Also, keep in mind, the number in front of the SAE grade, so in this case, the 0W-xx is the WINTER rating of the lubricant. A 0w-40 is significantly heavier than a 0w-20 and a 0w-20 with a low VI can be heavier at most temperatures than a 5w-20! However, the beauty of the 0w-xx Winter rating is that it works anywhere from Texas to Alaska, which allows these oils to be "universal", which is why they've become so popular in recent years.
Good post Overkill. Hopefully you weren't too bombastic.
 
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OK, so instead of regurgitating oil company marketing, put on your critical thinking hat for a minute.

1. Oil pumps are positive displacement, which means that as long as the pump isn't on the relief, the same volume of oil is being forced through the engine. So "flow" is the same provided those caveats are observed.

2. The only place #1 fails to address is cylinder wall lubrication, which is achieved by the shearing action of the rod on the rod journal, which forces out a spray of oil that lubricates the bores. Some engines also have piston cooling jets that spray on the bottom of the pistons to aide in heat removal (my 6.4L has these). Both of these mechanisms work better with thinner oil, and since all oil thickens when it cools, the closer to "hot" viscosity the oil is, the more effective these are going to be. In application, this has very little impact on longevity however.

3. It does not lead to faster engine warm-up as we've already discussed. An engine's generation of heat is directly tied to how much fuel it consumes. Remember, engines are horribly inefficient at converting chemical energy into mechanical energy, the biggest share of that chemical energy ends up as heat energy. Ergo, the more load that's on the engine, the more fuel it is going to use, the more fuel it uses, the more heat it is going to produce and the more heat it produces the faster it is going to warm up. As I already mentioned, you also have the shearing effect of the bearings on the oil itself and heavier oil generates more friction, which in turn means more heat, as well as more drag, which means more fuel. Follow?

4. Fuel economy. Absolutely. As I already noted, the purpose of using thinner lubricants is to primarily improve fuel economy during the period where the engine is least efficient, and that's during warm-up. The closer the oil is to operating viscosity, the less drag is placed on internal parts, the easier the oil pumps, and the less fuel the engine has to use to provide the same power. While these are all small fractional gains, they do add up to a measurable impact on fuel economy.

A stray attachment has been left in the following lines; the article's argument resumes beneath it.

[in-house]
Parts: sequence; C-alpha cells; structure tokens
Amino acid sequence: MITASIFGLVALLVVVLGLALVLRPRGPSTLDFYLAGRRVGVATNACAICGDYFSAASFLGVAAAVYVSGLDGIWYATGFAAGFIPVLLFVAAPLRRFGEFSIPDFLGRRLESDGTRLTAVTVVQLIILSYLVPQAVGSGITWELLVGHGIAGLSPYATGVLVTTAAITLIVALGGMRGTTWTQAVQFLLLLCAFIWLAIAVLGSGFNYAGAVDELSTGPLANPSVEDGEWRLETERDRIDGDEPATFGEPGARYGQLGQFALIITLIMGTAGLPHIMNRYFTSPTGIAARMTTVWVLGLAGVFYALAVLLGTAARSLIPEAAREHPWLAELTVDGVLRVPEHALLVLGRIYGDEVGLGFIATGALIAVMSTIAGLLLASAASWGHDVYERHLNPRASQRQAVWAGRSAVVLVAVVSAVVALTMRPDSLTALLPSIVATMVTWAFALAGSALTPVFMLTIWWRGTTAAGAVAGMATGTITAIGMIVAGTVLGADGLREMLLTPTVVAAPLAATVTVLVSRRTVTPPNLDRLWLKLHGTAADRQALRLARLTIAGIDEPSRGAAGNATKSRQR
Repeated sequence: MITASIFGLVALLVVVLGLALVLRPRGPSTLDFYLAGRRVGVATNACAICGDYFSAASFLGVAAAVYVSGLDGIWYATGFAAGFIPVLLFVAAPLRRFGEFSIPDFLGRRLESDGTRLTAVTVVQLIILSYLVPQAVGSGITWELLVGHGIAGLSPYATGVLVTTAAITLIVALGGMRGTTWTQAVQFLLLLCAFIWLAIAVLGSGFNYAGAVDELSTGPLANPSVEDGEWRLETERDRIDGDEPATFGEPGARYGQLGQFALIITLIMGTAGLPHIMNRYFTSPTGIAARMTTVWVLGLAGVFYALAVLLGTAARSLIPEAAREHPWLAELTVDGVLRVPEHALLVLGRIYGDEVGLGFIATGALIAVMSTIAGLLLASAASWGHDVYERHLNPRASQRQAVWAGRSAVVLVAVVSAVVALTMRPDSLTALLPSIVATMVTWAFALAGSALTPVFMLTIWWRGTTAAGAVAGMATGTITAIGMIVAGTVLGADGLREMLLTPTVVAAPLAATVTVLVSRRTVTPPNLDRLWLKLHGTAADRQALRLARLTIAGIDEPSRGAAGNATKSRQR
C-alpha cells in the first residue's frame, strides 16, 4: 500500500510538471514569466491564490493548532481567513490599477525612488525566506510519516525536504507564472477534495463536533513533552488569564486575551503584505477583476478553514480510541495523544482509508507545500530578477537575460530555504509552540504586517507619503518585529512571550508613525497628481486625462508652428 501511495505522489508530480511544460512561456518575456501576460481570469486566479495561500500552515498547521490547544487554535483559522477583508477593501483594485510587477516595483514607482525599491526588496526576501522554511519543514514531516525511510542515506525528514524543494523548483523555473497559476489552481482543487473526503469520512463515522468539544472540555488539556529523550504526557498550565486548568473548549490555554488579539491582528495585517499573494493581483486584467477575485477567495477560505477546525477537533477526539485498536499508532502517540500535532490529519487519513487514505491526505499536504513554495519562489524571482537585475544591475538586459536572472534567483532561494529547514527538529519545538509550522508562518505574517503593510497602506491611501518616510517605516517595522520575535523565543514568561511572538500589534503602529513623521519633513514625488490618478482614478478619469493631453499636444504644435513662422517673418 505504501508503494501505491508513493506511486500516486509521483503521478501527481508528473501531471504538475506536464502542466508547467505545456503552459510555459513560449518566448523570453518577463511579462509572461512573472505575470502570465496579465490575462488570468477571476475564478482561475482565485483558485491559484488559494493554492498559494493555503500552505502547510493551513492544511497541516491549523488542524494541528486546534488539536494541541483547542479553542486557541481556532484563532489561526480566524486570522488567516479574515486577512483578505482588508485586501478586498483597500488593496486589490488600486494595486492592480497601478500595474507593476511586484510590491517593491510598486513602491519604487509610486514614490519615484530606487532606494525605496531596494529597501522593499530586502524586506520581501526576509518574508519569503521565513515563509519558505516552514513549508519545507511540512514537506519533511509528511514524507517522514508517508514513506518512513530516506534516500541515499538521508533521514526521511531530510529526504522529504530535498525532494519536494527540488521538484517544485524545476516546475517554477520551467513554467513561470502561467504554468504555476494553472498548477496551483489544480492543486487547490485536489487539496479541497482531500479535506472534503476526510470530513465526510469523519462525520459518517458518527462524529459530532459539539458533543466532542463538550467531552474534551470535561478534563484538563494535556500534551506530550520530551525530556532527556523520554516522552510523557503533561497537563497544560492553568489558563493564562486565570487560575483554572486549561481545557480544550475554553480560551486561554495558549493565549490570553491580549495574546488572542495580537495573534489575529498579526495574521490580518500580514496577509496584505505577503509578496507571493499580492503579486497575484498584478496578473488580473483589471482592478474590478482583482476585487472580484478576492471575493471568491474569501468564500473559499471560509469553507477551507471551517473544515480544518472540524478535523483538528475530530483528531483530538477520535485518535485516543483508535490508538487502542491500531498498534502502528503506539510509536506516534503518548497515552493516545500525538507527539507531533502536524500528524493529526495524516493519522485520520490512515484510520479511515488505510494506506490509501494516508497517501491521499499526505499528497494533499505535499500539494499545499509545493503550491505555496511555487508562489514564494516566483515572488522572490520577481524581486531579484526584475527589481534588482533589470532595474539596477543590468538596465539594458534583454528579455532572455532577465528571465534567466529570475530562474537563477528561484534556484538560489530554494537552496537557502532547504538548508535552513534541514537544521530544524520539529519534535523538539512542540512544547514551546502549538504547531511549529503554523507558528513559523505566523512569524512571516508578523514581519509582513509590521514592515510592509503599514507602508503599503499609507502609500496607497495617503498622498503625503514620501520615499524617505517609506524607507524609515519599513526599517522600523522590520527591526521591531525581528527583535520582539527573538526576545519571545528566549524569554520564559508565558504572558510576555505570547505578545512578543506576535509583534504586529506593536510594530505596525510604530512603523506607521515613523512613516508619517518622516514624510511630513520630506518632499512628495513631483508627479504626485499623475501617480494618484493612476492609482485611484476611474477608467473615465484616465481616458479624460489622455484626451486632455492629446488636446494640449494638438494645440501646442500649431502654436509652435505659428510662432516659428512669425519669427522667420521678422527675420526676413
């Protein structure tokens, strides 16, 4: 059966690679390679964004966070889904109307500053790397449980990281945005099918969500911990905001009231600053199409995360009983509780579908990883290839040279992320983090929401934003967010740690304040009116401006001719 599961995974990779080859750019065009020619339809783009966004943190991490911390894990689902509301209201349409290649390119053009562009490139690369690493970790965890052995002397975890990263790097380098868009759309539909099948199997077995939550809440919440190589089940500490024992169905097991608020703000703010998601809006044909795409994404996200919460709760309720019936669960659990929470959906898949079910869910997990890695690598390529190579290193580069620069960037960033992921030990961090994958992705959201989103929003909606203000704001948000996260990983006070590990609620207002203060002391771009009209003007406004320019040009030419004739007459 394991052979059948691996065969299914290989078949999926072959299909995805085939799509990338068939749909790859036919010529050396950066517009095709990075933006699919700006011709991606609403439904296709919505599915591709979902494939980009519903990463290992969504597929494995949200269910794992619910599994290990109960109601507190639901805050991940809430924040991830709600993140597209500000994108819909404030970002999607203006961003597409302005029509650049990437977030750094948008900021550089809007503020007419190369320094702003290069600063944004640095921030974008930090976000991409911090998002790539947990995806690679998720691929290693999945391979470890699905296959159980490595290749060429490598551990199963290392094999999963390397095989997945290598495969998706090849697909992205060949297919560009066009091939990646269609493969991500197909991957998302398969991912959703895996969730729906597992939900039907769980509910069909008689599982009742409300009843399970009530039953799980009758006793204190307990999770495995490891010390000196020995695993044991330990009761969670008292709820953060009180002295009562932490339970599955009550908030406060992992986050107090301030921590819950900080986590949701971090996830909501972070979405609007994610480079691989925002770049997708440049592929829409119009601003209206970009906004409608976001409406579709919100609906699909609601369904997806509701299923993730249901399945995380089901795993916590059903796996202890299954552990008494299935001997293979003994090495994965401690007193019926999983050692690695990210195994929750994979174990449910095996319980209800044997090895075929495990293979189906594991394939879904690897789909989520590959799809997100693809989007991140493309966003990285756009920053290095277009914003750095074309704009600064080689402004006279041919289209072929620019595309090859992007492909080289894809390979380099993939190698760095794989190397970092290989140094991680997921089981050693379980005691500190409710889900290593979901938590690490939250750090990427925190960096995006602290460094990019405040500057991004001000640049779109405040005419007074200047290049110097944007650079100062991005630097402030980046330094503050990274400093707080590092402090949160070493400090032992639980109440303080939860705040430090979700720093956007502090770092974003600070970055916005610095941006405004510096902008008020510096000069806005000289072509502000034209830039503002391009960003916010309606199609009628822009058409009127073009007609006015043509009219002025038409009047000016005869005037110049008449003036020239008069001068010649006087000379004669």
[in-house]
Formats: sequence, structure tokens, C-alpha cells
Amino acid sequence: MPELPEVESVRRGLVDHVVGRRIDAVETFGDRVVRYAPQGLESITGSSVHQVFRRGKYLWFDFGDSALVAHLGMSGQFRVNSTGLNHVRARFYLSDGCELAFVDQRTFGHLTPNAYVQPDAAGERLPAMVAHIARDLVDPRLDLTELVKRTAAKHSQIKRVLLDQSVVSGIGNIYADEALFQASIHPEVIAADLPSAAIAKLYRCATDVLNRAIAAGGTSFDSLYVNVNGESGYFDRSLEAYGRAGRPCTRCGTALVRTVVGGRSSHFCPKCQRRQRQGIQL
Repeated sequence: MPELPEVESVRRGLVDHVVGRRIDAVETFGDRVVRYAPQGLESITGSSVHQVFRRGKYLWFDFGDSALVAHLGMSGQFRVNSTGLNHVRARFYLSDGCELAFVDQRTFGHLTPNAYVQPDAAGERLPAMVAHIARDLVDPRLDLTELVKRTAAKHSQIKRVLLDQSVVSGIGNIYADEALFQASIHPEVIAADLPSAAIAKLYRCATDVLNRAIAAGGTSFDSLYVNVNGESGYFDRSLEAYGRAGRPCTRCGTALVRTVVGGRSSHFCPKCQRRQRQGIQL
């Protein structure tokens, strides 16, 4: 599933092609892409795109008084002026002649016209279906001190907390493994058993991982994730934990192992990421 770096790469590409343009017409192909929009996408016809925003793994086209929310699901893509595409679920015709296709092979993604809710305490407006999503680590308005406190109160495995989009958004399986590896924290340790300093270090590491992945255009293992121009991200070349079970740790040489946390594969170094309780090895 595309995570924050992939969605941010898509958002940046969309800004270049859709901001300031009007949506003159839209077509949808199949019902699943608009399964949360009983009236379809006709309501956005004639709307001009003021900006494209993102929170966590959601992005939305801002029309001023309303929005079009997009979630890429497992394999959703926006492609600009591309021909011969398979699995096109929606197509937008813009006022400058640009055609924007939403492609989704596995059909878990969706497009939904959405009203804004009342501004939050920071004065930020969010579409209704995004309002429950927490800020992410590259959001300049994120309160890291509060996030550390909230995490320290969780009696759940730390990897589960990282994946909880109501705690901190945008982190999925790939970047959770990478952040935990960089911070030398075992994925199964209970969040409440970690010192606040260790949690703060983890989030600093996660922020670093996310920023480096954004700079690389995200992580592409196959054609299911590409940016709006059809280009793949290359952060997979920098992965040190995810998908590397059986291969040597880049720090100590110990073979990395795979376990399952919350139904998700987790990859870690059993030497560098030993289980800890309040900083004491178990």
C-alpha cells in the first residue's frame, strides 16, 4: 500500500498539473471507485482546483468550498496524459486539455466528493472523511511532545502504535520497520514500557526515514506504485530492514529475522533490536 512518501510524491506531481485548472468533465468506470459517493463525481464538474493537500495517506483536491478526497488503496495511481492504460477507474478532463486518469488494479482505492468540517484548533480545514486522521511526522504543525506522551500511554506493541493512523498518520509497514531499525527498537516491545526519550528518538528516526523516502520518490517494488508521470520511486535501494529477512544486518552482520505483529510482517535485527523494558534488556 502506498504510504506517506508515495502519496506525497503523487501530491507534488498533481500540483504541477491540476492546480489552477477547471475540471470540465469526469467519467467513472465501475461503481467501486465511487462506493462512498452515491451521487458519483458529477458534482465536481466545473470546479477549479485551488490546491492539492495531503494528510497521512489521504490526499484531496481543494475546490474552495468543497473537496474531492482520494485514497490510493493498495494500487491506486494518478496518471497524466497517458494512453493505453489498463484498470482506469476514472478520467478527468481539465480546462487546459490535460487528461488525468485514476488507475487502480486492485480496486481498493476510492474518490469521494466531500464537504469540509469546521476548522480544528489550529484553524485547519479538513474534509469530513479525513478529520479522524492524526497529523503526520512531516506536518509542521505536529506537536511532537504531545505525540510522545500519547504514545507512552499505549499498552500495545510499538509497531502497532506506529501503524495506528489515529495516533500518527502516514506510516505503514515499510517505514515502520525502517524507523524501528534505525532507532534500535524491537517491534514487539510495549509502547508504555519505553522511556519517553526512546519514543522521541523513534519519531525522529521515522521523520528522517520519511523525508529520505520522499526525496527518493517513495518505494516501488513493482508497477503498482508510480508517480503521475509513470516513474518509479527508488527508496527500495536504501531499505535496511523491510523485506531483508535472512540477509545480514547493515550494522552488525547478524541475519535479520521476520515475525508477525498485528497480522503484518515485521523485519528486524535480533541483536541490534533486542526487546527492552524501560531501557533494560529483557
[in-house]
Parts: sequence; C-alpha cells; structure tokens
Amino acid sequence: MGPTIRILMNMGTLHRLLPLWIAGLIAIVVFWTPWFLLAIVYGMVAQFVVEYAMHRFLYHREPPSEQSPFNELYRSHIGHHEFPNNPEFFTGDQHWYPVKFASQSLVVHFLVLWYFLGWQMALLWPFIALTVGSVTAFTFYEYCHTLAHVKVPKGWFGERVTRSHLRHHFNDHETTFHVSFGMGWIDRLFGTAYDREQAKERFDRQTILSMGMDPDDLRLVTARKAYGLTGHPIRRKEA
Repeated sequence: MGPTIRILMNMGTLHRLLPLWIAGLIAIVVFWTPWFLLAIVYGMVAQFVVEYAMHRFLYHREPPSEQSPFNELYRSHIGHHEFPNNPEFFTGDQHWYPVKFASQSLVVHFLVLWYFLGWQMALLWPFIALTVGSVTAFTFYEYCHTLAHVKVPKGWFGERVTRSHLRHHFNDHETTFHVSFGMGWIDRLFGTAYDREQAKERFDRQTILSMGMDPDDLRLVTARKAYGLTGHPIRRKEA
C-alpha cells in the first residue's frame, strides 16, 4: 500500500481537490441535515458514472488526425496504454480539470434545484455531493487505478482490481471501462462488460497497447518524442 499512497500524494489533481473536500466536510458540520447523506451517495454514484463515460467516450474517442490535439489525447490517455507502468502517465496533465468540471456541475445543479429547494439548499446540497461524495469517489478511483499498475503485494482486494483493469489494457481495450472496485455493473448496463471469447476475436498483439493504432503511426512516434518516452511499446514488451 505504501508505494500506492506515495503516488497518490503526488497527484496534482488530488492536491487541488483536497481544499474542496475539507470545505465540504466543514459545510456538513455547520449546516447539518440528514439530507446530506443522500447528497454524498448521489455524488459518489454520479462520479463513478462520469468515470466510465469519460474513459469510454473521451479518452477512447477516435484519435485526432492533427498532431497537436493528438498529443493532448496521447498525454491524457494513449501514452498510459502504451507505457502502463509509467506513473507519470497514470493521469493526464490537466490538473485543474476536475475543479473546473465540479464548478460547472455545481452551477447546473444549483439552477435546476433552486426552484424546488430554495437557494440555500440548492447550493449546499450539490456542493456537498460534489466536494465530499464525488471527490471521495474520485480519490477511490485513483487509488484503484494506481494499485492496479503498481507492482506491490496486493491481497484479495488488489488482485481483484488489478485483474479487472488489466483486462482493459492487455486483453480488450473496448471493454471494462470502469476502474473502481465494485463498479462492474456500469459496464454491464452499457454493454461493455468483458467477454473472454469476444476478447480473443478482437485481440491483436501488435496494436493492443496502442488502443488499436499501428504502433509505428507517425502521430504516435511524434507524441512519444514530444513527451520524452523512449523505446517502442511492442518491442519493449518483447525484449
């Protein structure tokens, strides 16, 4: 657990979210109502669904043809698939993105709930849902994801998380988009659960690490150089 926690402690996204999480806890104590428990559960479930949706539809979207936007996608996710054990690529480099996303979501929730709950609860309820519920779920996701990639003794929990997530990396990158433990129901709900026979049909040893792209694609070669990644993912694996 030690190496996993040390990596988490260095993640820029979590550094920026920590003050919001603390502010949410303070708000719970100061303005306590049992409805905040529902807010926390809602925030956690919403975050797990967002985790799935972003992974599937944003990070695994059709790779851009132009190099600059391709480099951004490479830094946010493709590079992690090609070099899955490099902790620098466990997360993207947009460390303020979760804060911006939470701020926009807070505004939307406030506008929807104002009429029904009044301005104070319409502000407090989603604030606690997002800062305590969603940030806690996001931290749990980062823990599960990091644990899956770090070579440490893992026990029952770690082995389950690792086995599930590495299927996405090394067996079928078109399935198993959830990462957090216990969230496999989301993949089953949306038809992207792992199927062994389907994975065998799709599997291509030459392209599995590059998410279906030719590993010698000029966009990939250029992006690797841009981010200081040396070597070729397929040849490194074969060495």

As I already said, OEM's have been working to decrease warm-up time of both oil and coolant and they've been doing this by:
1. The fitment of electrical fans in place of mechanical fans
2. The fitment of coolant/oil heat exchangers. Coolant comes up to temperature MUCH faster than oil does (where does the majority of that aforementioned heat energy go? Right into the coolant) so these devices use the coolant to heat the oil, rapidly reducing viscosity, drag, and the impact on fuel economy.
3. The fitment of grille shutters. This is probably the most recent "tweak". Block off airflow through the radiator, which causes the coolant to come up to temperature faster. Couple that with a coolant/oil heat exchanger and you significantly decrease the time required to get both fluids up to operating temperature.


Also, keep in mind, the number in front of the SAE grade, so in this case, the 0W-xx is the WINTER rating of the lubricant. A 0w-40 is significantly heavier than a 0w-20 and a 0w-20 with a low VI can be heavier at most temperatures than a 5w-20! However, the beauty of the 0w-xx Winter rating is that it works anywhere from Texas to Alaska, which allows these oils to be "universal", which is why they've become so popular in recent years.
Very well said. Yet there still has to be something about lower viscosity oil that prompts oil and auto manufacturers to believe it’s tied to quick warm up. Also, as you point out, the engines are being designed differently (my favorite is the exhaust manifold cast as part of the head) to promote more efficient engine warm up. Can either you or Kschachn think of a reason why they give this as one of the explanation (other than fuel economy) for using lower viscosity oil?
 

OVERKILL

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Very well said. Yet there still has to be something about lower viscosity oil that prompts oil and auto manufacturers to believe it’s tied to quick warm up. Also, as you point out, the engines are being designed differently (my favorite is the exhaust manifold cast as part of the head) to promote more efficient engine warm up. Can either you or Kschachn think of a reason why they give this as one of the explanation (other than fuel economy) for using lower viscosity oil?
My only thought is they might be including it in terms of the "package" that we've already gone over with manufacturers seeking to reduce warm-up time. So, while thinner oil itself doesn't directly contribute to faster warm-up (and in fact would work against it slightly), its use, to reduce friction and power loss, while at the same time using these other mechanisms to heat the oil and expedite the warming of the coolant as a means of improving the overall efficiency of the package "fits".
 
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My only thought is they might be including it in terms of the "package" that we've already gone over with manufacturers seeking to reduce warm-up time. So, while thinner oil itself doesn't directly contribute to faster warm-up (and in fact would work against it slightly), its use, to reduce friction and power loss, while at the same time using these other mechanisms to heat the oil and expedite the warming of the coolant as a means of improving the overall efficiency of the package "fits".
Thanks for that thoughtful response.